About Peruvian Horses

The modern-day Peruvian Horse descends from two different breeds of war pony introduced into Peru by the Conquistadors, specifically the Spanish Jennett and Andalusian.  The Jennett passed on its even temperament, ambling gait, and smooth ride.  From the Andalusian came the classic carriage, animation of action, spirit and much of the conformation.  The mixing of these types of blood plus climate and forage served to modify future generations and to create this unique breed that possessed characteristics different from those of any other horse in the world.

The Peruvian Paso is officially recognized as the National Horse of Peru and is commemorated in poetry and story, in statues and on postage stamps.

Born to Gait

In some of their gaits, many other kinds of horses in lateral propulsion follow the same pattern of footfall sequence as the Peruvian Paso, including the American Saddlebred and Tennessee Walker, but there the similarity ends.  There are two fundamental and marked differences.  First is the execution of the gait or the way of doing it.  From the hundreds of years of selective breeding for gait, the Peruvian Paso has had a conformation and other contributing attributes no other horse can claim.  His relatively heavy forehand, extra-large girth, sloping shoulders, short back and strong, supple loin, low croup and dock, slightly sickle hocks, and springy pasterns combine with a distinctive rolling motion of the front legs and feet and almost no hock action behind, to absorb the jolts and jars of riding.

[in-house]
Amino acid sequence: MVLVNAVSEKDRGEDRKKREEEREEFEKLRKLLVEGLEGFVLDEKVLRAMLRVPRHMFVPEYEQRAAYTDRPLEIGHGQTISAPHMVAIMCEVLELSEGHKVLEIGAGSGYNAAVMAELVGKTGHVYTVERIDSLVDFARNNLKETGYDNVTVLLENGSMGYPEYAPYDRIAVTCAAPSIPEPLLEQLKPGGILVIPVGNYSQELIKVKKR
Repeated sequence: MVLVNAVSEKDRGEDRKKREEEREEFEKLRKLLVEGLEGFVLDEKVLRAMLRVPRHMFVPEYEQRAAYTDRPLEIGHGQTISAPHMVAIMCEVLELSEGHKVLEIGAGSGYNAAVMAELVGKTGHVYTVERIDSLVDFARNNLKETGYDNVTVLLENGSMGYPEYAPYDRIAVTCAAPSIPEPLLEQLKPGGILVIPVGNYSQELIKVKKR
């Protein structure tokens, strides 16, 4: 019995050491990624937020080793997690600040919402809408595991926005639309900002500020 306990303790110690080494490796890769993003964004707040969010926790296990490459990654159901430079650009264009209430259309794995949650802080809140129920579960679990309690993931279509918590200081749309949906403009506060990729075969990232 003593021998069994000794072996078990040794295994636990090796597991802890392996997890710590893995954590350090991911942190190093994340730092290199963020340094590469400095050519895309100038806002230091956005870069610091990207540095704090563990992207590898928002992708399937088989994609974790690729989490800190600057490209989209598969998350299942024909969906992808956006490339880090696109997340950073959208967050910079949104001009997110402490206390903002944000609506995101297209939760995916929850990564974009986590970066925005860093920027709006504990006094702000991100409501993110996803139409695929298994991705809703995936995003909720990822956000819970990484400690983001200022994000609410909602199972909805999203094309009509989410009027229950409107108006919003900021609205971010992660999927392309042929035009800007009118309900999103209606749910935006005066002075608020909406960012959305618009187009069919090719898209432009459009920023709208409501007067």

The other and greatest difference is the Paso gait is entirely natural and requires no long toes, special weights, boots, chains or special training.  Also, unlike some other breeds, the Peruvian Paso does not nod or bob his head, an action which always has a corresponding compensating bob of the croup, transferred directly to the rider's seat.  The trajectory of the front legs is unique among the breeds of the world.  The Peruvian Paso horse has a swinging motion of the front legs which is likened to paddling.  The shoulder, knee and fetlock are flexed snappily during each step the horse takes, and the foot is rotated outwards so the front hoof follows an arc instead of a straight line when the horse moves forward.  This action called "termino" is a remarkably beautiful action.


The Peruvian Paso is inherently intelligent and quick to learn and seems to enjoy being cooperative and amenable.  In Peru, they have been used for fighting bulls on horseback.  Therefore they must have endurance, speed, agility, and calmness plus courage.

The average height of the Paso is 13.5 to 15 hands and more, and the weight is from 900 to 1000 pounds (about the same as Morgan horses and Arabian horses).  These beautiful horses come in all solid colors plus various roan colors also.  The Peruvian is usually ridden and shown in the traditional Peruvian tack, but he can be ridden in Western, English, Saddle Seat and Plantation.